I have a particular fondness for the court at 311 Jarvis St in Toronto. As a young family lawyer, it was where I felt most at home. The judges were kind and down-to-earth, completely committed to family law, compassionate and no-nonsense. They were gracious to those of us who didn’t always know what they were doing. Having come from a civil litigation background, where young lawyers were practically eaten for lunch by the masters at 145 Queen St., 311 Jarvis was a little slice of heaven.
Over the years, it has been the source of much innovation. The iconic 311 Jarvis Family Court Clinic launched much of what is still the best thinking in resolving family law matters involving mental health challenges, high conflict and domestic violence. Many of today’s leaders in mediation, parenting coordination, custody and access assessments, voice of the child reports and judge-led case management often reflect fondly on the multi-disciplinary innovations they pioneered there back in the 80s.
Today, mediate393 provides court-connected family mediation at 311 Jarvis St. I have the pleasure of working in a court that houses the Integrated Domestic Violence Court, child protection court and the kind of family law matters I used to litigate there. I attend bench and bar meetings where members of the broad community that supports families, youth and those in conflict gather to share ideas: PeaceBuilders International, Aboriginal Legal Services, the police, domestic violence support workers, Family Lawyers Association, Legal Aid Ontario, committed court staff, and some of the best judges I have known, people who have committed their professional lives to helping families.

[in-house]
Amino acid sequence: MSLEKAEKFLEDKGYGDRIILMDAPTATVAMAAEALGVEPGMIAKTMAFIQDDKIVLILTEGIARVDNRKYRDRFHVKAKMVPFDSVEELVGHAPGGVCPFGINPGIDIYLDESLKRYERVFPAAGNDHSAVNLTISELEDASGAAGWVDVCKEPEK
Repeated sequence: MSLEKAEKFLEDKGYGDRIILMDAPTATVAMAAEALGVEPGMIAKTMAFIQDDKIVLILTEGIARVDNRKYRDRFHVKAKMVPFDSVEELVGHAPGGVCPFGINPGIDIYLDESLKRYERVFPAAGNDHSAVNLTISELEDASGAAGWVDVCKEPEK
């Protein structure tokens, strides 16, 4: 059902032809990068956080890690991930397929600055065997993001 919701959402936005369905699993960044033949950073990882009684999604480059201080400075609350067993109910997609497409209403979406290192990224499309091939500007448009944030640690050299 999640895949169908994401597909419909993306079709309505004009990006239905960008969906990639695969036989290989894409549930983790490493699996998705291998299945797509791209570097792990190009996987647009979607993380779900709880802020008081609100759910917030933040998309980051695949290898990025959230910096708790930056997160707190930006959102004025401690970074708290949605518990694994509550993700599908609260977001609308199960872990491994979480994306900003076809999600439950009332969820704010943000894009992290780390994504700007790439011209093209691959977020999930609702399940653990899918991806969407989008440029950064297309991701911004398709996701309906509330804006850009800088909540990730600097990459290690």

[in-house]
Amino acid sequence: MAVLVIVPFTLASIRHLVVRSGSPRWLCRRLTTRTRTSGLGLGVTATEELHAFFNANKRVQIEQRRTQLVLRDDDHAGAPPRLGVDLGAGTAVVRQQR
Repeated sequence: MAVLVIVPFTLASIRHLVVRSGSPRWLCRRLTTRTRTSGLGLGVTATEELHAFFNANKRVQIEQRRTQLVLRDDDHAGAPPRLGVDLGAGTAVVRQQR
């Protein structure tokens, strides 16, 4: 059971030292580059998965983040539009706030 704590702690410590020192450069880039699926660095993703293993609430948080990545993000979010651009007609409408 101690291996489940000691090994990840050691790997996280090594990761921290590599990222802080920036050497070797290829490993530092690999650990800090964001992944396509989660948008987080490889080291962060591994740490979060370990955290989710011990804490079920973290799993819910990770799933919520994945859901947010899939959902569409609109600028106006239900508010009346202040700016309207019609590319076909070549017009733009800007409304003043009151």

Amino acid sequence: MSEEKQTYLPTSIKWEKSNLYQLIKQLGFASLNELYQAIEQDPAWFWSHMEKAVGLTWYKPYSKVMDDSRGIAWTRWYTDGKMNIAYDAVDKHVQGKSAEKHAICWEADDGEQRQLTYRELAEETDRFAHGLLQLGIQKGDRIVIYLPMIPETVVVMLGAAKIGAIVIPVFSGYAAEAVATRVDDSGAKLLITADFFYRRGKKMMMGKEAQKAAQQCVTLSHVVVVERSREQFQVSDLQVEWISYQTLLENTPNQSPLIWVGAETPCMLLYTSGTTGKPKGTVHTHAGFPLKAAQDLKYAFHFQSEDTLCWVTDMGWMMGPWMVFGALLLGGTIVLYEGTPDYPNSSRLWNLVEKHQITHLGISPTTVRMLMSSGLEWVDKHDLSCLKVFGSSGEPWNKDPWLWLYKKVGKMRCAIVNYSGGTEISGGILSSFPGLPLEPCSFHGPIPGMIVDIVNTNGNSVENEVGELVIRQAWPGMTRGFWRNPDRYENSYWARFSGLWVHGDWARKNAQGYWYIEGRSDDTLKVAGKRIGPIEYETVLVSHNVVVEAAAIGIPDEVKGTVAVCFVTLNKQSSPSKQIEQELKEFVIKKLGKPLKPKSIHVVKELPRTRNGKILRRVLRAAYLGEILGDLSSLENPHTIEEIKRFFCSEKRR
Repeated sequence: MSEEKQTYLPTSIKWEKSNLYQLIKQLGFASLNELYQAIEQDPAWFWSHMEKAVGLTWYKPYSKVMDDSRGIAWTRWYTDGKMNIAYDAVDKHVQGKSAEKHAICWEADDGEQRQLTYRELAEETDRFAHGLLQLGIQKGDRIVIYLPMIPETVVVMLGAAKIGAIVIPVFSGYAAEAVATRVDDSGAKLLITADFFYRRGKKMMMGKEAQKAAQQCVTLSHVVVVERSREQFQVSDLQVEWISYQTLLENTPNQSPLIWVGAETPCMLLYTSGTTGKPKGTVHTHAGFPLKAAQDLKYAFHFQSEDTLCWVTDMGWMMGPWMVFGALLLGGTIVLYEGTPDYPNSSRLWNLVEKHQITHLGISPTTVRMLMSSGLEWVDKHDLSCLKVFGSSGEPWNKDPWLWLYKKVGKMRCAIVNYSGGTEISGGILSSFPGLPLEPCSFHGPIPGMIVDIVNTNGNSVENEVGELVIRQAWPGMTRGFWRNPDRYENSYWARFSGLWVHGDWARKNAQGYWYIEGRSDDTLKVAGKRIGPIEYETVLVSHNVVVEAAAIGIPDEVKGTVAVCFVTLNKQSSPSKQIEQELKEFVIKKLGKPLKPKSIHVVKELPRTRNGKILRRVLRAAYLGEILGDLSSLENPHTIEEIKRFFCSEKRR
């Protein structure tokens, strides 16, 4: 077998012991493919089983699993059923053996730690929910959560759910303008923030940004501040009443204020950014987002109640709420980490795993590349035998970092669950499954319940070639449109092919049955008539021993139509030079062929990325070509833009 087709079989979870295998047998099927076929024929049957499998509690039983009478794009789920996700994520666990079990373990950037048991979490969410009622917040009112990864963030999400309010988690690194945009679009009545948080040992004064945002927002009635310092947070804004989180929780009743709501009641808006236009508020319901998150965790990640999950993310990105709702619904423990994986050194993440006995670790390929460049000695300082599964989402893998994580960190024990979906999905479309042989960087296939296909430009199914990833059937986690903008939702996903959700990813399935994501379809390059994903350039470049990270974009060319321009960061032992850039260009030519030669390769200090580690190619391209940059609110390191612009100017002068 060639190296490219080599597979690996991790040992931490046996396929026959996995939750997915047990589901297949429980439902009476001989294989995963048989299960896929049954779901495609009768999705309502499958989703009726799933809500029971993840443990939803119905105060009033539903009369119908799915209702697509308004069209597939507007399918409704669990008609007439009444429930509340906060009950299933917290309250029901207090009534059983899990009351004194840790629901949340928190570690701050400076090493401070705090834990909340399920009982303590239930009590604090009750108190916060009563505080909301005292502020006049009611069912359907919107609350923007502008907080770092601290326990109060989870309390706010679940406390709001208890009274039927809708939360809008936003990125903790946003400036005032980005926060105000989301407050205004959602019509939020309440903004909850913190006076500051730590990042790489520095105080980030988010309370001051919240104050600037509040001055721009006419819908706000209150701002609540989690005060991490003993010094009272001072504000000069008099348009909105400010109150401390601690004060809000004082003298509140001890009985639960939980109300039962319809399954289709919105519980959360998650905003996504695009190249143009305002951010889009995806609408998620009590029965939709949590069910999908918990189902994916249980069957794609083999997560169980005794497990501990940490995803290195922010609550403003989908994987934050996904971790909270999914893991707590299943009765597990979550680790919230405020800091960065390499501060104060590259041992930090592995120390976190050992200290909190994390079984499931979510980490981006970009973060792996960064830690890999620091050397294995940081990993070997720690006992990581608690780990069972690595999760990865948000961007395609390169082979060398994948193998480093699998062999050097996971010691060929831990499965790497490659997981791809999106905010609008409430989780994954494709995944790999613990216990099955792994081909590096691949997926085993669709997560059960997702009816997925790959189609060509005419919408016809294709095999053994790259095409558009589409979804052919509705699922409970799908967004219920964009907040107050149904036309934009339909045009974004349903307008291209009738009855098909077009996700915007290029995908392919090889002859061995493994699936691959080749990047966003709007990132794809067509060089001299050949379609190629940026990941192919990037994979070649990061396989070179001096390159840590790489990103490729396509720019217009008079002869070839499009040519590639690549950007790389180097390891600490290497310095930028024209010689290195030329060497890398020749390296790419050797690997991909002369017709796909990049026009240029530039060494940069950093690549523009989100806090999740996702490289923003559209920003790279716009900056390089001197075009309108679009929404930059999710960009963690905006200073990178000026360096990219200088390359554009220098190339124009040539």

311 Jarvis also is one of the most interesting court houses from an architectural perspective. I love the curvy front, the many tiny windows, the art deco-style murals, the gorgeous granite tiles and the way organizations and agencies use art to say who they are.
It is popular these days to criticize courts and judges; to claim that the family law system is “broken”. To tell people that going to court should be your very last option, and that somehow you must be a loser if you opt for court.
Those of us who work in or are connected to the courts see something completely different: a community of skilled and qualified professionals working very hard to help families, accessing free or subsidized resources from mediation to legal advice to support families in need. Court houses like 311 Jarvis are hubs of excellence, commitment and professionalism. Those who tell you that “all courts are bad” have clearly never been to this one.